Williamson says Russia is to blame for ‘Novichok death’, without proof to support claim
It is the first time that Williamson, or any UK official, has linked the Kremlin to the death of the 44-year-old woman who was poisoned by what some have alleged is the same A-234 nerve agent used to attack the Skripals.
The Defence Secretary, however, did not explicitly say if he was referring to the attack on the Skripals, the Amesbury poisoning, or both. Williamson was asked in Commons about the threat posed to the British people following Dawn Sturgess’ death.
"The simple reality is that Russia has committed an attack on British soil which has seen the death of a British citizen," he replied. "That is something that I think the world will unite with us in actually condemning."
Police believe that Sturgess and her partner Charlie Rowley handled an item contaminated by the Novichok-type poison. The Amesbury couple live only a few miles from where ex-Russian double agent Sergei Skripal and his daughter Yulia were attacked in March.
Police say they are still following the line of inquiry that the Novichok apparently used in both incidents was from the same batch, but they have admitted that they have no evidence to support this.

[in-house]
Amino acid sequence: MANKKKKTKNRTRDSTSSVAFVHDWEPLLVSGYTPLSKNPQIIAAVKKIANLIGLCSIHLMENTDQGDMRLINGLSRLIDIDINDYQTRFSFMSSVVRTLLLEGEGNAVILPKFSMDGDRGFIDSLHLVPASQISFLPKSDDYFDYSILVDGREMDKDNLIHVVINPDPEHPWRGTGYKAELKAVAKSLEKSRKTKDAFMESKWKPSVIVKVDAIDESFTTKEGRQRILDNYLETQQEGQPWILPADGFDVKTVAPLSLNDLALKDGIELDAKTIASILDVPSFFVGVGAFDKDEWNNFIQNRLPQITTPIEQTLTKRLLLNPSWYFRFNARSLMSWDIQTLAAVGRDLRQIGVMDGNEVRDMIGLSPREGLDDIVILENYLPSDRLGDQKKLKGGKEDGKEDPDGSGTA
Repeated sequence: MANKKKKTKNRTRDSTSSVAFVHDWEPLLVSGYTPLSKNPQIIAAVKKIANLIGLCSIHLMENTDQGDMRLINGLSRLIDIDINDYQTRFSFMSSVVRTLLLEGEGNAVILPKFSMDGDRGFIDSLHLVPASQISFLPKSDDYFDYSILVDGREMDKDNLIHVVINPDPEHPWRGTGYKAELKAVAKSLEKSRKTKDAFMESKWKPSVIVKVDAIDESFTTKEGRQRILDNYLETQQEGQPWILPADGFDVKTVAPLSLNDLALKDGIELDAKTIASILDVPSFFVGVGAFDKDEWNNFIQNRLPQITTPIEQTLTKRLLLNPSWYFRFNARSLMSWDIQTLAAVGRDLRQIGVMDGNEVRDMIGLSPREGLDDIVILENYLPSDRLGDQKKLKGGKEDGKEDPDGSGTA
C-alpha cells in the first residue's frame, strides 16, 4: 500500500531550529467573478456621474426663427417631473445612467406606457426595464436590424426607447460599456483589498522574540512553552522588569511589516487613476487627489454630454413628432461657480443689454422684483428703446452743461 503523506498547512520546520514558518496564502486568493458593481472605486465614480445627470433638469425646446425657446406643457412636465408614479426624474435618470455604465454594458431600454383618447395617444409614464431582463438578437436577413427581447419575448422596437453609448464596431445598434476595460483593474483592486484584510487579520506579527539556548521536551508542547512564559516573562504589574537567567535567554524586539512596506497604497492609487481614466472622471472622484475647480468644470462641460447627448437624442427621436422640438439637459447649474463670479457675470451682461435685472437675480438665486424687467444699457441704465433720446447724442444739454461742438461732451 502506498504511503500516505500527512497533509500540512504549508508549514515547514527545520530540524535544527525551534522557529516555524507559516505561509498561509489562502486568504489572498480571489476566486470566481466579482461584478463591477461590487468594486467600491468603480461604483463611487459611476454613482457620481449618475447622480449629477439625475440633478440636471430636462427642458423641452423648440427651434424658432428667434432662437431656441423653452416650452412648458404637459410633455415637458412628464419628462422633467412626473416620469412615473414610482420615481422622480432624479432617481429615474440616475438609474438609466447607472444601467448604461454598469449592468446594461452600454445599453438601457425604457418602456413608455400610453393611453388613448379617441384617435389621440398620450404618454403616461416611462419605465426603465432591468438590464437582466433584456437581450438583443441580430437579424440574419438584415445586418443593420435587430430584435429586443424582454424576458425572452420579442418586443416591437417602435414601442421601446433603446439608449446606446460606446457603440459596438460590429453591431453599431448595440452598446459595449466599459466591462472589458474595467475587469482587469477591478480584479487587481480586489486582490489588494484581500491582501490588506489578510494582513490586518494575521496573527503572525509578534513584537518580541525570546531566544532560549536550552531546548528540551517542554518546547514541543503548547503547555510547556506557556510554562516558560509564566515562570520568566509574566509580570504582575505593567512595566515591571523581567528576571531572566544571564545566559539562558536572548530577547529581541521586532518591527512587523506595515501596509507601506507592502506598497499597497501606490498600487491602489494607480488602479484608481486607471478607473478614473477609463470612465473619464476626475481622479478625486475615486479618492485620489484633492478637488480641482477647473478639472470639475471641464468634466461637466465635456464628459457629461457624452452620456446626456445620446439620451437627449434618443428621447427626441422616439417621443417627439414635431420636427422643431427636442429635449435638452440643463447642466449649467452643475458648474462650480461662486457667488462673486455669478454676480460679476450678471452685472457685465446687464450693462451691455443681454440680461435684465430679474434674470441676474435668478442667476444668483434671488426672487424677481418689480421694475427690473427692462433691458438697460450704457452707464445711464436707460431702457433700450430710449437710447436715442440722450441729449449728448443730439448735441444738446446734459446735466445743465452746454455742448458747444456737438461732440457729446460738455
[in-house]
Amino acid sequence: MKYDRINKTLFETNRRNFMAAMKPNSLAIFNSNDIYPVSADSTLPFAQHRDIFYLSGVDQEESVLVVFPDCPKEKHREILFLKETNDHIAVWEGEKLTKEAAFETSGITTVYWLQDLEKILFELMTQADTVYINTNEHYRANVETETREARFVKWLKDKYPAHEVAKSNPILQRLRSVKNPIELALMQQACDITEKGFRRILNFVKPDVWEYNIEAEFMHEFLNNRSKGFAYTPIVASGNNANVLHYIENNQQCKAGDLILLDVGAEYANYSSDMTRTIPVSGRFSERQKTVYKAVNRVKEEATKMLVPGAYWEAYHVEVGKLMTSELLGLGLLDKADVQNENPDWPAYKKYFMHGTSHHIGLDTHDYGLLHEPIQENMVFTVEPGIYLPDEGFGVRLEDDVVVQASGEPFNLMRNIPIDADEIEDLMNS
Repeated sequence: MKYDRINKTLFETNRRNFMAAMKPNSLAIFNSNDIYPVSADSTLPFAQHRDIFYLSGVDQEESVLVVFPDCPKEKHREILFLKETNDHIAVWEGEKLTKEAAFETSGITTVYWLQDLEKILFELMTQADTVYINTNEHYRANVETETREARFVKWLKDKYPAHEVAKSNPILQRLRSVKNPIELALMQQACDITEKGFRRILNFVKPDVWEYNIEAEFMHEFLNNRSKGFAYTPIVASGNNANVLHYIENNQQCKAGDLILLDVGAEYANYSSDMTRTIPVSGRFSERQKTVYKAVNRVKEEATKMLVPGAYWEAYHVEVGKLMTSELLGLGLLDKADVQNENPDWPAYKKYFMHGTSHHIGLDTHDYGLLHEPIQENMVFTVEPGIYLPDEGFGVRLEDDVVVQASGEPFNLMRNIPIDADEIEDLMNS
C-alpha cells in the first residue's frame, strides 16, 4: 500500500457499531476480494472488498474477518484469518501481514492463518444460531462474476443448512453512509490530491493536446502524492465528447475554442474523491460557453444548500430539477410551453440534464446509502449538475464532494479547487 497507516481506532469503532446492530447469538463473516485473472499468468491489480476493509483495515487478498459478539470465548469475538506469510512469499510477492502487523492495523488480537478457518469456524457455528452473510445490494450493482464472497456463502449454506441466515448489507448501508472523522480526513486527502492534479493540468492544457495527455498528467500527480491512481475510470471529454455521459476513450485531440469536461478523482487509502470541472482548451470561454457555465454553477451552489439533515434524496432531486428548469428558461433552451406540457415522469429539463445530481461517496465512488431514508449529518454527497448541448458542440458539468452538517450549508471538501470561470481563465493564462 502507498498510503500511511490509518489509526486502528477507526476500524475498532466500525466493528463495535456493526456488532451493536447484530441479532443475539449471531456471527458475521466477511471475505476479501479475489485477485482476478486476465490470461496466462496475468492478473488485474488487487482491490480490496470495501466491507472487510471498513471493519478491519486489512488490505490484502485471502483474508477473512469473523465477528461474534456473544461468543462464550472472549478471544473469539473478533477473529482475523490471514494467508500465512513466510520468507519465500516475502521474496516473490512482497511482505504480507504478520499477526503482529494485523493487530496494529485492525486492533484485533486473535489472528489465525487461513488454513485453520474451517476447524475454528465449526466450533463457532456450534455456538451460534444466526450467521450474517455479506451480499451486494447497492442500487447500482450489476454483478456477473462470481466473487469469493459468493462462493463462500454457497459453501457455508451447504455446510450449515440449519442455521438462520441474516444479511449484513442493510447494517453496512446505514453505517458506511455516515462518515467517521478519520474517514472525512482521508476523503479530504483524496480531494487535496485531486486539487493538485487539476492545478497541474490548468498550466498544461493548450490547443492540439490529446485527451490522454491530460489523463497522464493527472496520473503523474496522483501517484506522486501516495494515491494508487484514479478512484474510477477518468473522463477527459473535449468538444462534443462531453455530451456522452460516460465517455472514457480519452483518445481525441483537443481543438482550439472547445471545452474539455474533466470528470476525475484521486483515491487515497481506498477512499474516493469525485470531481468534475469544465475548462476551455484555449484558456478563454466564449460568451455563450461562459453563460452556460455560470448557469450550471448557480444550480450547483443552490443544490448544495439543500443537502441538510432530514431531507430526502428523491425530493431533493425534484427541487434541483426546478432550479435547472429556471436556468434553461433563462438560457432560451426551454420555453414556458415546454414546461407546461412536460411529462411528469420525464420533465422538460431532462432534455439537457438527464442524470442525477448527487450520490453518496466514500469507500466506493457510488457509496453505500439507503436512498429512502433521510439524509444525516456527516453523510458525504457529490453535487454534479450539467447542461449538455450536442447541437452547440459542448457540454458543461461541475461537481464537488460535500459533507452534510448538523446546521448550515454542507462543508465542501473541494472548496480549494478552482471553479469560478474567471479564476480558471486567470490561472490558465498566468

"As I’ve said before, there is no evidence that either Dawn or Charlie visited any of the sites that were decontaminated following the attempted murders of Sergei and Yulia Skripal,” Scotland Yard’s counter-terrorism chief Neil Basu said on Monday.
"The investigation must be led by the evidence available and the facts alone. Our focus and priority at this time is to identify and locate any container that we believe may be the source of the contamination,” he added.
According to Basu, 21 other people screened for Novichok exposure have been given the all-clear. Moscow has vehemently and repeatedly denied being behind the attack in Salisbury, despite global sanctions being imposed on Russia.
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